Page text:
SK Innovation said in February it plans to build its third and fourth battery plants in Georgia worth a combined $2.4 billion. That will bring the company’s total US battery investments to $7.5 billion.

The latest JV deal with Ford comes after SK Innovation last month agreed to pay $1.8 billion to its bigger hometown rival LG Energy Solution to settle trade disputes, which could have derailed SK’s Georgia plant projects.

The SK-Ford deal is taking a similar path as the LG-GM partnership, under which the two firms are jointly building battery factories in Ohio and Tennessee.

In the US, LG Energy, a spin-off of LG Chem Ltd., has been supplying Ford, GM and Chrysler with batteries produced at its own 5 GWh-capacity facility in Michigan since 2012.

Separately, LG Energy has set up an EV battery JV with GM. Their JV, Ultium Cells LLC, is building a $2.3 billion EV battery cell manufacturing facility in Lordstown, Ohio. The 30 GWh-capacity plant is expected to start operations in 2022.

Last month, LG and GM announced that they will spend 2.7 trillion won ($2.4 billion) to build their second US EV battery plant in Tennessee, which should double their EV battery output in the country. Their battery JV aims to complete the new plant with an annual production capacity of 35 GWh by the first half of 2024.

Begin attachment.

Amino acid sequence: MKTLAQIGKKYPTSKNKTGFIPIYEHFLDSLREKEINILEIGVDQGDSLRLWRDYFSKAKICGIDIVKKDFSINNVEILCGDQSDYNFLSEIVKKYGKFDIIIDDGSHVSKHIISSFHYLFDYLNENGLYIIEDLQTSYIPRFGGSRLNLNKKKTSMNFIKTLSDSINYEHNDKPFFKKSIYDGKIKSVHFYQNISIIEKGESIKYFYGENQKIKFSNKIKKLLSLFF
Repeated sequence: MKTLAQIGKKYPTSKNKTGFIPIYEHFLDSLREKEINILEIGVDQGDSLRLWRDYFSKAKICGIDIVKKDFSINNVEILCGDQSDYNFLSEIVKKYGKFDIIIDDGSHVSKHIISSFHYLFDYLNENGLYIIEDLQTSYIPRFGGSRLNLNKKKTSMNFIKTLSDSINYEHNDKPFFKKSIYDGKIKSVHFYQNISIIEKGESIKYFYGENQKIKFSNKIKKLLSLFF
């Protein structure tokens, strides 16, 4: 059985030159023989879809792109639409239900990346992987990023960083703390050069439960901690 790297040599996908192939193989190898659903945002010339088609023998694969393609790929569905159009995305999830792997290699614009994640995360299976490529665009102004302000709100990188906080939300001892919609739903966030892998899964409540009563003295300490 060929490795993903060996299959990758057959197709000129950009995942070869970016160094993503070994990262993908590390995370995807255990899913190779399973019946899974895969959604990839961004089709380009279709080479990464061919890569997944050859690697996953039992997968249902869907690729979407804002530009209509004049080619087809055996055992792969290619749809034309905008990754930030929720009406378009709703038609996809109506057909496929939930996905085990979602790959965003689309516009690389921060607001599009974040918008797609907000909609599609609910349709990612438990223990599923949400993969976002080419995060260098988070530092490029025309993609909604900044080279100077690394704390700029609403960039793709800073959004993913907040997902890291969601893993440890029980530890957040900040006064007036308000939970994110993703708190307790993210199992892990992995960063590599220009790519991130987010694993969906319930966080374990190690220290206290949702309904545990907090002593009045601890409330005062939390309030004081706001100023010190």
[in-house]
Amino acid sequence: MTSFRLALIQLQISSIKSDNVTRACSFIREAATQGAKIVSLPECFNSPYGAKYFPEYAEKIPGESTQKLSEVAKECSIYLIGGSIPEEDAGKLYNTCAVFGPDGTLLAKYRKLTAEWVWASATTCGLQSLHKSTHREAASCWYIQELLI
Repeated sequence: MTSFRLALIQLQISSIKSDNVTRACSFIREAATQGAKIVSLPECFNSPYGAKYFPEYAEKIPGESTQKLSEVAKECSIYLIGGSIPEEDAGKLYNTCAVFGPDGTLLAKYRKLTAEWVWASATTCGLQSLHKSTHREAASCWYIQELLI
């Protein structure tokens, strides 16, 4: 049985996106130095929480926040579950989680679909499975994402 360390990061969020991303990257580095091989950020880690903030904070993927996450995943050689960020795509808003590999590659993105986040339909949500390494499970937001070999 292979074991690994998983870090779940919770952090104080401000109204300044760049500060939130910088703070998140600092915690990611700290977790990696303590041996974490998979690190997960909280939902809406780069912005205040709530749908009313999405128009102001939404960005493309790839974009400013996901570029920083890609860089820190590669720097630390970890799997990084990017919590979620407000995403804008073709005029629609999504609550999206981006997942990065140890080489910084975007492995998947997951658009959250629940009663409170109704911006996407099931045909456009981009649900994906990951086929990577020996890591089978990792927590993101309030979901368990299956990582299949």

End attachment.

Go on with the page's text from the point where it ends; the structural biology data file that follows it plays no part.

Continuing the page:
GM, LG Energy Solution announce construction of their 2nd Ultium Cells plant in Tennessee.
GM, LG Energy Solution announce construction of their 2nd Ultium Cells plant in Tennessee.


Since US President Joe Biden’s inauguration early this year, global automakers and EV battery makers have announced a series of investment plans in the US to ride on his green transportation policy.

Tesla Inc. and Japan’s Panasonic Corp. have a JV called Gigafactory with an annual capacity of 35 GWh. The two companies plan to build another factory in Nevada later this year.

In March, Volkswagen said it is joining hands with its partner Northvolt AB, the Swedish battery startup, to build six “gigafactories” in Europe by 2030 and roll out a new unified prismatic battery cell design from 2023, which is widely adopted by Chinese battery makers, including CATL and BYD.

Analysts said US companies will increasingly choose to tie up with Korean battery players as the Biden administration is taking action to hold China in check.

Biden on Tuesday called for government grants for new battery production facilities as part of a $174 billion EV proposal during a visit to a Ford EV plant in Michigan. He also referenced his administration's role in brokering the settlement between SK and LG.

SK Innovation, Ford agree to launch .3 bn EV battery JV in US

“Panasonic is busy supplying to Tesla and Northvolt’s technology isn’t strong enough. US automakers will have little choice but to partner with Korean companies,” said an industry official.

President Moon, currently in Washington accompanied by Korean business leaders, is expected to visit SK Innovation’s Georgia plant later this week together with SK Group Chairman Chey Tae-won.

Write to Jae-Kwang Ahn at

Yeonhee Kim and In-Soo Nam edited this article.